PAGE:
Connecting...

The Internet of Things and the rise of predictive maintenance

When it comes to maintaining machinery, most organisations currently use preventative or reactive maintenance.

Preventative maintenance involves inspecting and replacing parts which have reached a certain age, while reactive maintenance ­is fixing something which has broken.

Neither of these are particularly efficient. Repairing something which has already broken means the machines is out of action until repairs are finished, disrupting - or even completely halting - workflow. Obviously, machinery can break at any point – leading to the possibility of something going wrong at the worst possible time.

Preventative maintenance may seem to be a wiser strategy, but in reality it’s still guesswork. You might be replacing (and wasting) a durable component which would have lasted much longer with one which is less reliable and could be damaged more quickly.

Thankfully, a third, more efficient maintenance method is emerging. The widening uptake of the Internet of Things (IoT) has led to the possibility of ‘predictive maintenance’.

How does predictive maintenance work?

You’re probably more familiar with the use of IoT in the home, using apps to control lighting, heating, appliances and other connected technology. The principle is exactly the same in industry.

This connectivity not only enables businesses to control machines, it also creates a multitude of data points. This data can be analysed by businesses using the machines – and also the company who designed and developed it. This data allows engineers to make more informed decisions about when a machine requires maintenance.

By creating and uploading algorithms to devices based on previous performance and also projected usage, engineers can ascertain when machine or part is likely to fail. Additionally, by using machine learning, devices themselves can detect patterns in their readings when compared to existing data from other machines. The devices then flag when it transmits data which could highlight an issue is occurring.

Most smart technology also contains sensors which diagnose performance. Known as ‘condition monitoring’, this equipment uses many techniques, including vibration analysis and infrared imaging, to detect any changes in device usage. There are even some machines that are able to self-repair based on these readings.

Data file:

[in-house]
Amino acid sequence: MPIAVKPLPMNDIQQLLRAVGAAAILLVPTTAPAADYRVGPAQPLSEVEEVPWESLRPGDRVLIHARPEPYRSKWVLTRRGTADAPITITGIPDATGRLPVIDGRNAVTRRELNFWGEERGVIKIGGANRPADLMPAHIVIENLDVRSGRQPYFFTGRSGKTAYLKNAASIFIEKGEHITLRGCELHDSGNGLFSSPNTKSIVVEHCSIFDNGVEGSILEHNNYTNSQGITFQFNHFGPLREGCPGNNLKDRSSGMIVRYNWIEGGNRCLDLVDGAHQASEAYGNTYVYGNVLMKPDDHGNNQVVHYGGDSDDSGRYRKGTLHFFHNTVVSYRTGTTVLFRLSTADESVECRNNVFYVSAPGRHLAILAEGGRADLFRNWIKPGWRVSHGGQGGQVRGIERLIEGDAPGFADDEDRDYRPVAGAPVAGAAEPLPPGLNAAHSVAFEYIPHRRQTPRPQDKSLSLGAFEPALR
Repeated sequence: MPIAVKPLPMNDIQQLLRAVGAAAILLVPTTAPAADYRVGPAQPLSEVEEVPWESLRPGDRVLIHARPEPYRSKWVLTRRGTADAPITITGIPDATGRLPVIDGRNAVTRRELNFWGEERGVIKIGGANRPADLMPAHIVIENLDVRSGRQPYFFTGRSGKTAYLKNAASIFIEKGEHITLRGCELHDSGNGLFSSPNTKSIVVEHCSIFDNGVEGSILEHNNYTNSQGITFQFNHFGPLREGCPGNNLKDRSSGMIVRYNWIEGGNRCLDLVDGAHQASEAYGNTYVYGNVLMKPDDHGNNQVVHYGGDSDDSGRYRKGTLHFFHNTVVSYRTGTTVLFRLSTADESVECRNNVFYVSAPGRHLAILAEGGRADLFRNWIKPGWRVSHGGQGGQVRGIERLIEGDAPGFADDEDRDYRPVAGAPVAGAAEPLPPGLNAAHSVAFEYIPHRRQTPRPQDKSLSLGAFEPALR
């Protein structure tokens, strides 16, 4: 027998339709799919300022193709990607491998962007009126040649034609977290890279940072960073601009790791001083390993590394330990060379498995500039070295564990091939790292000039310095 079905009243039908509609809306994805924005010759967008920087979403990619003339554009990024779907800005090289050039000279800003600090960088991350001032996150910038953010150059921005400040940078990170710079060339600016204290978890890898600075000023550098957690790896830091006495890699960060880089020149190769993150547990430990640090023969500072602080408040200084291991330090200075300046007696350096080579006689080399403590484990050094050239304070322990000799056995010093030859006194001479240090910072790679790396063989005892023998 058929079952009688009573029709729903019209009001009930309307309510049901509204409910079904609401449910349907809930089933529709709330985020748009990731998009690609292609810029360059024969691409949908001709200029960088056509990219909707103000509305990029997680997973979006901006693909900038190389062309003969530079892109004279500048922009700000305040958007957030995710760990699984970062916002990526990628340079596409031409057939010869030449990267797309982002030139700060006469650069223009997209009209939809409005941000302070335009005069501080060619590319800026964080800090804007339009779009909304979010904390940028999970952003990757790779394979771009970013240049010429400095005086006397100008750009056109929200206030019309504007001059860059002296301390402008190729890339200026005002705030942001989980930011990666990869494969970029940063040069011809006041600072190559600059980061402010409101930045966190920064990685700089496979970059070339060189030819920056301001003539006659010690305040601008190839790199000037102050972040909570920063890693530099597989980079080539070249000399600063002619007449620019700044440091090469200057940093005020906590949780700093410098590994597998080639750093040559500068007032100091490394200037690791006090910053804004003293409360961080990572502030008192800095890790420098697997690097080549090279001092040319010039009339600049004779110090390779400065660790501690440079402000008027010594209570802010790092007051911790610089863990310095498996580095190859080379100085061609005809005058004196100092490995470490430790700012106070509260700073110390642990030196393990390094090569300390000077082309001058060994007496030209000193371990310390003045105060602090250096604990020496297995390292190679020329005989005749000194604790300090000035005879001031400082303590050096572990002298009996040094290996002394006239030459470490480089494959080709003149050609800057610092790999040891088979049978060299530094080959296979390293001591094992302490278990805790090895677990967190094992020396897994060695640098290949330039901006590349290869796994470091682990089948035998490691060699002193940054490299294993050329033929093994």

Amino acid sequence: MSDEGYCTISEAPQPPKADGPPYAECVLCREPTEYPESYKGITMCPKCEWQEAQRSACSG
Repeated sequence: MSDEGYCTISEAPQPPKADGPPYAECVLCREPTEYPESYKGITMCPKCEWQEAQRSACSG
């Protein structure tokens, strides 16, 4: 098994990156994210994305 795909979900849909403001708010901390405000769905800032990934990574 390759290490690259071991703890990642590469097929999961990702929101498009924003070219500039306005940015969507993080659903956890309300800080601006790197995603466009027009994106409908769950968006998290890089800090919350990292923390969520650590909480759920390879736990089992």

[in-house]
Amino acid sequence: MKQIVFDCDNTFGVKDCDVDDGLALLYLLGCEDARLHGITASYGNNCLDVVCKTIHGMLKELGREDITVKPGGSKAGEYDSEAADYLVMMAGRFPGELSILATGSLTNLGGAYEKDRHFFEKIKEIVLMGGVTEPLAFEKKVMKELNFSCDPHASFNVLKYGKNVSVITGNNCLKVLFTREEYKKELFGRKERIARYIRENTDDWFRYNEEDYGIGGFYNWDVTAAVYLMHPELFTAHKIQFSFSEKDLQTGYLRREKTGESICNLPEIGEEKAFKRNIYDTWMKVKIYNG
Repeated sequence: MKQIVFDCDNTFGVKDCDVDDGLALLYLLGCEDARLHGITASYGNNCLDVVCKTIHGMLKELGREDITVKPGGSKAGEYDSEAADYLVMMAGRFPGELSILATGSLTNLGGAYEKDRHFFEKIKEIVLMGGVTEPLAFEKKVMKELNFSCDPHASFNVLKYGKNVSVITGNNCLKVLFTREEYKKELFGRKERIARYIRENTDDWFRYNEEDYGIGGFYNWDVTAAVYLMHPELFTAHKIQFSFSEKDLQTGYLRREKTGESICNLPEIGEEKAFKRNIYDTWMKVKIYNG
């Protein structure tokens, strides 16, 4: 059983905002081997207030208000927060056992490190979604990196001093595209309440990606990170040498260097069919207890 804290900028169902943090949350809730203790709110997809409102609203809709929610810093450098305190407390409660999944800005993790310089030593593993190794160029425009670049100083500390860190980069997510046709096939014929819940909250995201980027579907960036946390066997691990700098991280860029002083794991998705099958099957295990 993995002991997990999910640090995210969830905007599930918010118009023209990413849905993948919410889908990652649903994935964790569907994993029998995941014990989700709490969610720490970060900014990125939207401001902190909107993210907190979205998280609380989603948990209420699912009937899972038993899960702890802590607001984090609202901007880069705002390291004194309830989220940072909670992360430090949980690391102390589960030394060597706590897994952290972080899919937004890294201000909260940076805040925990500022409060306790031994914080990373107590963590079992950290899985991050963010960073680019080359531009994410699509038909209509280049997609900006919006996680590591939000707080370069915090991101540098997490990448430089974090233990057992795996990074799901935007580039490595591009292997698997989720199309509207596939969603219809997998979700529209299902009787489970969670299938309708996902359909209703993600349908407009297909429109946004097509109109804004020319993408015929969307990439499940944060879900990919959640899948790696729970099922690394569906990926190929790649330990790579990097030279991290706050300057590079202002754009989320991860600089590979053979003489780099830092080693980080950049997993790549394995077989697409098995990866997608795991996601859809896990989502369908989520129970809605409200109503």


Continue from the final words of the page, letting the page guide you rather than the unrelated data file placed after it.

With this combination being relayed to engineers in real-time, they can make smarter decisions on when to intervene, and predict the optimum time to replace parts or entire machines. This is truly ‘predictive’ maintenance.

Predictive maintenance still underused

Despite the benefits predictive maintenance provides, its use is not yet widespread across the industry. This is partly down to transformation coasts and integration difficulties.

A survey by global management consultancy Bain & Company found that companies are having difficulties integrating IoT powered machines with existing operational technology and IT systems.

Transitioning from old machines which do not produce much usage data to new IoT enabled devices can be costly, as well as disruptive. It may be easier for companies to transition slowly, with small pilots and incremental progress, rather than try to overhaul machinery and processes in one giant leap.

Despite this slow progress, Bain & Company estimates that the industrial IoT market will be worth more than $200 billion by 2021. This demonstrates that, when done correctly, predictive maintenance will bring huge efficiencies to businesses.

What does this mean for engineers?

The evolution of IoT and predictive maintenance will undoubtedly change the role of maintenance engineers. While the self-repair function used by some smart devices has created suggestions that maintenance engineers are no longer required, the true picture is far different.

Whereas traditionally the role has been focused on manual processes, going forward engineers will be freed from repetitive, manual jobs. Instead, maintenance managers and engineers will focus on understanding what a machine is saying and using that data to improve operations. They won’t be required to inspect devices periodically themselves, but will become more proficient in analysing data and identifying when machines are losing efficiency.

Increasing adoption of predictive maintenance will alter the skills engineers need, with a greater requirement to understand the technology they are maintaining and proficiency in data analysis software. As with most uses of automation and AI, lower value, repetitive tasks will be done by machines, with engineers able to fulfil higher value roles.

If you are looking to recruit engineers to transform your organisation, or are an engineer looking for your next role, get in touch with your local Reed Engineering branch.

Not registered yet?

Find your perfect new job by searching thousands of roles or let us do the hard work for you

Register now

Do you have a role to fill?

We have recruitment specialists covering your sector and in your area

Find a specialist